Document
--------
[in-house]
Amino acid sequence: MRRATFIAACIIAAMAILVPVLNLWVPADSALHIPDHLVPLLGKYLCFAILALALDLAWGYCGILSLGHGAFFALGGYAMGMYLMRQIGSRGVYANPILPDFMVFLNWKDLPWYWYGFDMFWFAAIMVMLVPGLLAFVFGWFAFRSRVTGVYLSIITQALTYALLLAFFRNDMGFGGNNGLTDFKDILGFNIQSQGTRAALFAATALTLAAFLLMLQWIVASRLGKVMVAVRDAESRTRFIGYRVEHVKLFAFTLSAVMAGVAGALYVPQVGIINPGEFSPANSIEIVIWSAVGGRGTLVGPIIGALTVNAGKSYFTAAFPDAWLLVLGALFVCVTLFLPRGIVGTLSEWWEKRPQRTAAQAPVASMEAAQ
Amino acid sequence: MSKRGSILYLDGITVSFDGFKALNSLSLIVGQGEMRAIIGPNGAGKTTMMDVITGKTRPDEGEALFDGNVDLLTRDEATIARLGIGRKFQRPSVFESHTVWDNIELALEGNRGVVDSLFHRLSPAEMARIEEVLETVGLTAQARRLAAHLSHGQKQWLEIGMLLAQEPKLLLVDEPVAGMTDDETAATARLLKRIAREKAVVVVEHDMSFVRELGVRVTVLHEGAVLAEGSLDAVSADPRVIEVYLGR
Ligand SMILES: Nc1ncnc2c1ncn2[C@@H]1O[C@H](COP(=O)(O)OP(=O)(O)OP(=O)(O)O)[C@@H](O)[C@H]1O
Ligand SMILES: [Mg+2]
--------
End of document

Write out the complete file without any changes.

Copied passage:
[in-house]
Amino acid sequence: MRRATFIAACIIAAMAILVPVLNLWVPADSALHIPDHLVPLLGKYLCFAILALALDLAWGYCGILSLGHGAFFALGGYAMGMYLMRQIGSRGVYANPILPDFMVFLNWKDLPWYWYGFDMFWFAAIMVMLVPGLLAFVFGWFAFRSRVTGVYLSIITQALTYALLLAFFRNDMGFGGNNGLTDFKDILGFNIQSQGTRAALFAATALTLAAFLLMLQWIVASRLGKVMVAVRDAESRTRFIGYRVEHVKLFAFTLSAVMAGVAGALYVPQVGIINPGEFSPANSIEIVIWSAVGGRGTLVGPIIGALTVNAGKSYFTAAFPDAWLLVLGALFVCVTLFLPRGIVGTLSEWWEKRPQRTAAQAPVASMEAAQ
Amino acid sequence: MSKRGSILYLDGITVSFDGFKALNSLSLIVGQGEMRAIIGPNGAGKTTMMDVITGKTRPDEGEALFDGNVDLLTRDEATIARLGIGRKFQRPSVFESHTVWDNIELALEGNRGVVDSLFHRLSPAEMARIEEVLETVGLTAQARRLAAHLSHGQKQWLEIGMLLAQEPKLLLVDEPVAGMTDDETAATARLLKRIAREKAVVVVEHDMSFVRELGVRVTVLHEGAVLAEGSLDAVSADPRVIEVYLGR
Ligand SMILES: Nc1ncnc2c1ncn2[C@@H]1O[C@H](COP(=O)(O)OP(=O)(O)OP(=O)(O)O)[C@@H](O)[C@H]1O
Ligand SMILES: [Mg+2]